Recently in Emily Oberlander Category
The presentations that were given today were very well done. I was very impressed with the overall delivery of everyone that presented today. I was unable to see the first presentations given, so I was really excited to see what each person was doing and their take on the assignment. I really learned a lot about different organizations that I would have never thought of before. The one part that I would change would be that the presentations were lacking complementary pictures. Most of them were really text oriented. It was hard to listen to some because the speaker was saying everything that was already on the slide. Complementary visual aids are necessary. I was really interested in the hockey presentation because I know very little about hockey and would never go out and learn the organizational structure on my own. I really learned a lot about the Nike brand from Kristen and learned about the Jordan sub-unit of Nike. I had no idea that Nike was in a slump when they decided to create the Jordan brand. I really enjoyed seeing these presentations and getting an idea of what I need to bring to the table when it comes my turn to present. I know what will be expected as a presenter.
Throughout this course, I believe that my idea of organizational effectiveness has remained fairly constant. I have learned a lot throughout this course, but I still believe a lot of the things that I stated in my first blog about organizational effectiveness. I know that the basic concept of any sports organization is to have some sort of a mission statement, as well as an official goal. These goals are meant to develop the effectiveness of an organization to reach its peak. When short term goals are met, the effectiveness of an organization continues to grow. I have also learned that sometimes a general goal that is not really measurable is a good thing to have because that means the organization is continually working on effectiveness and development. There may be other, shorter goals, but the official goal keeps an organization in check to remember what their main goal is to achieve. I wrote that in my first blog and I still believe it to be true.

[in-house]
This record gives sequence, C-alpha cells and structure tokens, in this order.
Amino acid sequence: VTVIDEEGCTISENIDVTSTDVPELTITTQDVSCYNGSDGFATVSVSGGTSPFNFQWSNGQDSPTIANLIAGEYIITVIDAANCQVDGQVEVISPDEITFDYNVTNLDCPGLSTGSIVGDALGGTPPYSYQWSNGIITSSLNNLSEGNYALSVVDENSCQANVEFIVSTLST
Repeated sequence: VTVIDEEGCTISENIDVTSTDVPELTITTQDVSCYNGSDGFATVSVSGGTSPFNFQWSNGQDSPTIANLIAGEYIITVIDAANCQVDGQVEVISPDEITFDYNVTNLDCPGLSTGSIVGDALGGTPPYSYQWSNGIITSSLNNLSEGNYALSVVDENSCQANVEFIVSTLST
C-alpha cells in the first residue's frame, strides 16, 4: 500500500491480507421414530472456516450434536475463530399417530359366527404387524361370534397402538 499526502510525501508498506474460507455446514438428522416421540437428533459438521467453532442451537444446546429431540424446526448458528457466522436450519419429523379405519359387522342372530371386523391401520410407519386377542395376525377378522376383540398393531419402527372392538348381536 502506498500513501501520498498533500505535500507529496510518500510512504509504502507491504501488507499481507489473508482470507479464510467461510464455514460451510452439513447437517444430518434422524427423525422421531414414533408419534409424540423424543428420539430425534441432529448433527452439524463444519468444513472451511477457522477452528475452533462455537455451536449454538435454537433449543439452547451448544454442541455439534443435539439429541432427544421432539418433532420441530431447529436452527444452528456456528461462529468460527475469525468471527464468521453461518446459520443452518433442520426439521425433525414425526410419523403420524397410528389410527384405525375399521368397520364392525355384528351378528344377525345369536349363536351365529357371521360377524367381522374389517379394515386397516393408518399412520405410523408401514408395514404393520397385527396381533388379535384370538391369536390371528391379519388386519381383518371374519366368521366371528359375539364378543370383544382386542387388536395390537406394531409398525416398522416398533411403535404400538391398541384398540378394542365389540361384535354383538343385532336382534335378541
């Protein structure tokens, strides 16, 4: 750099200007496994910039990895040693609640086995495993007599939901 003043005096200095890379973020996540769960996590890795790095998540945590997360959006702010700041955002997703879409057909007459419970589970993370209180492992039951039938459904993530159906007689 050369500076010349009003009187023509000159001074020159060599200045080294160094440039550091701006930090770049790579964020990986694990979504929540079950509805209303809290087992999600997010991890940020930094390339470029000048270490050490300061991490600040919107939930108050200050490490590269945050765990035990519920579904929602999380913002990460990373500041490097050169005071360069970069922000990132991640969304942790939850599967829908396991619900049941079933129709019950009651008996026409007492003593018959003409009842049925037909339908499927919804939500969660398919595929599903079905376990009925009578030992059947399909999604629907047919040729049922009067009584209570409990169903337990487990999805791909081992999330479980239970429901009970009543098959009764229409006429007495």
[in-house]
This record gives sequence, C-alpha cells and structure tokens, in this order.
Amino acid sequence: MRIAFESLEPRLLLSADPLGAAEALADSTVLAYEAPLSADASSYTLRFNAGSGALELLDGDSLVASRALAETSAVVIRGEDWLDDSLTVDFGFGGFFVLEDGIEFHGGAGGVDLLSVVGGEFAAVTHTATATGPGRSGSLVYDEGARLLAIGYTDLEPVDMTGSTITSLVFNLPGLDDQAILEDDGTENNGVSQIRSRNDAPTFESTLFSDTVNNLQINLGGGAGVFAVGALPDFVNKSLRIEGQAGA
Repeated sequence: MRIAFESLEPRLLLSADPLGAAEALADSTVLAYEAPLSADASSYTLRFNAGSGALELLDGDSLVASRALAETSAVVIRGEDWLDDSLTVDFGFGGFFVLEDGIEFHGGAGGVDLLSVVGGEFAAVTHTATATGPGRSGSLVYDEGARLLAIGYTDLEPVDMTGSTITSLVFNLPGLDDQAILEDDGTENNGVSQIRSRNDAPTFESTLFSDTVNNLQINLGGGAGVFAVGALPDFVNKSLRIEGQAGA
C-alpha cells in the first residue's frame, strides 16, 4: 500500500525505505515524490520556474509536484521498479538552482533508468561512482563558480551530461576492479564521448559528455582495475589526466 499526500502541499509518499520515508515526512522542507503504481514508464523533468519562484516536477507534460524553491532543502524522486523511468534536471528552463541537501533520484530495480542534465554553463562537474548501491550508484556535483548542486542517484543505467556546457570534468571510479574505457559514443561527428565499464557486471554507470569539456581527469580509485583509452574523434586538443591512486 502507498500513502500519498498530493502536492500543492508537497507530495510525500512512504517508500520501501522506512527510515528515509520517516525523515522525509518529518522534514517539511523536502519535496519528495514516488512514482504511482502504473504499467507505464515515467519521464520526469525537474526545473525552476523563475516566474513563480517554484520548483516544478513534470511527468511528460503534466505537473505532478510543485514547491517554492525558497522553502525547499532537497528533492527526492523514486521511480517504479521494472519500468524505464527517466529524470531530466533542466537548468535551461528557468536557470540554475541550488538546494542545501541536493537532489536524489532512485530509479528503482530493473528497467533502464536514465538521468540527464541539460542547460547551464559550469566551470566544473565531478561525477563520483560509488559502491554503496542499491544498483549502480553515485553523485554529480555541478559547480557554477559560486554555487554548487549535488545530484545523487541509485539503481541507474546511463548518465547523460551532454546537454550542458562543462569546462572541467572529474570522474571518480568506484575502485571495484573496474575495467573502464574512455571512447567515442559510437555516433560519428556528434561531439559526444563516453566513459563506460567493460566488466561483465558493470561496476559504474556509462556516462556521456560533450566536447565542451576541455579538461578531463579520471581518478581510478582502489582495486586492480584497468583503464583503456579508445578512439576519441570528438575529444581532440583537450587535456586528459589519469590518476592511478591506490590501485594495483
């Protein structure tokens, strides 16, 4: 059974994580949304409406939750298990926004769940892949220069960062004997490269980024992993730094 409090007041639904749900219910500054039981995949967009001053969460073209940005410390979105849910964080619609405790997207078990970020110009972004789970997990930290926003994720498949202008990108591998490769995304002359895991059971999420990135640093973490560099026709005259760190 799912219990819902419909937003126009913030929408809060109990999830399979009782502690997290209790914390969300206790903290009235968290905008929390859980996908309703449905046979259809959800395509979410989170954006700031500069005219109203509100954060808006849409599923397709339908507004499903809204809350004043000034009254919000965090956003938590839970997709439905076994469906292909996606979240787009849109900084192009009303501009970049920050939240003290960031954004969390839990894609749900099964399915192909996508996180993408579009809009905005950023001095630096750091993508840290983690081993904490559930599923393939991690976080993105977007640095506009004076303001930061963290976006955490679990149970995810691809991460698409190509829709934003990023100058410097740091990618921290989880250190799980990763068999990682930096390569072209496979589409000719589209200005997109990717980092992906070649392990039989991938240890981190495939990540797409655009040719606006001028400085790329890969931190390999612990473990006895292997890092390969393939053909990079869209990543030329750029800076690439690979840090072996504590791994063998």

Environment is one of the biggest factors in creating an effective organization. An organization must maintain a pleasurable and desirable environment to maintain strong effectiveness. If any sports team does not maintain a desirable environment, their fans that once supported the team, may not be inclined to support a team that does not bring the fans happiness. The environment needs to be acceptable and open to new people.
Another huge aspect of organizational effectiveness that I have learned was that that a goal or purpose is not the only basis for effectiveness. Some organizations utilize pieces of their organization that create effectiveness. Utilizing surrounding resources for an organization can be deemed as development, which is translated to effectiveness. I have learned a lot about power and politics and how those two pieces can create effectiveness or diminish an organization. If power is used effectively, it can really bring good things to the organization. If power is used for negative purposes, the effectiveness of the organization will be deterred or even eliminated altogether. Along with power comes conflict. If power is used negatively or wrongly, conflict is inevitable. Conflict is something that can deter effectiveness, so it needs to be handled professionally and in a timely manner in hopes of not affecting the organization.
In conclusion, my organizational effectiveness philosophy has remained pretty similar. However, I have learned a lot of different pieces that put the effectiveness puzzle together. An organization must be resilient, enjoyable to work in, and a connected environment. There also needs to be something for the employees to work towards, such as a goal or purpose, including a mission statement. There needs to be positive power in place within an organization to create effective order. Conflict needs to be dealt with immediately and efficiently to create effectiveness. If all of these things are managed, the organization is most likely going to be successful.
1. The three central decisions that needed to be made in this scenario are:
a. To expand on the ChargeUp product line with a new item called ChargeUp with Lipitrine.
b. To recall ChargeUp with Lipitrine after it is linked with gastrointestinal problems.
c. To decide WHO was to make decisions within the organization.
2. The conditions under which this decision is made:
-Potentially dangerous if not recalled
-Potential legal action if not recalled
3. We would recommend using the Garbage Can model for this decision making process, because this process has a wide variety of viewpoints and opinions and has multiple decisions to make. It also allows the decision makers to focus on how chance plays a role in the decision and instead of one decision made by one person, it focuses on any number of decisions made by multiple people.
This scenario focuses on a couple of different problems (product recall and the consequences that follow) and there is a large number of employees making decisions.
Andrew Myers, RJ McGinnis, Adam Vargas, Emily Oberlander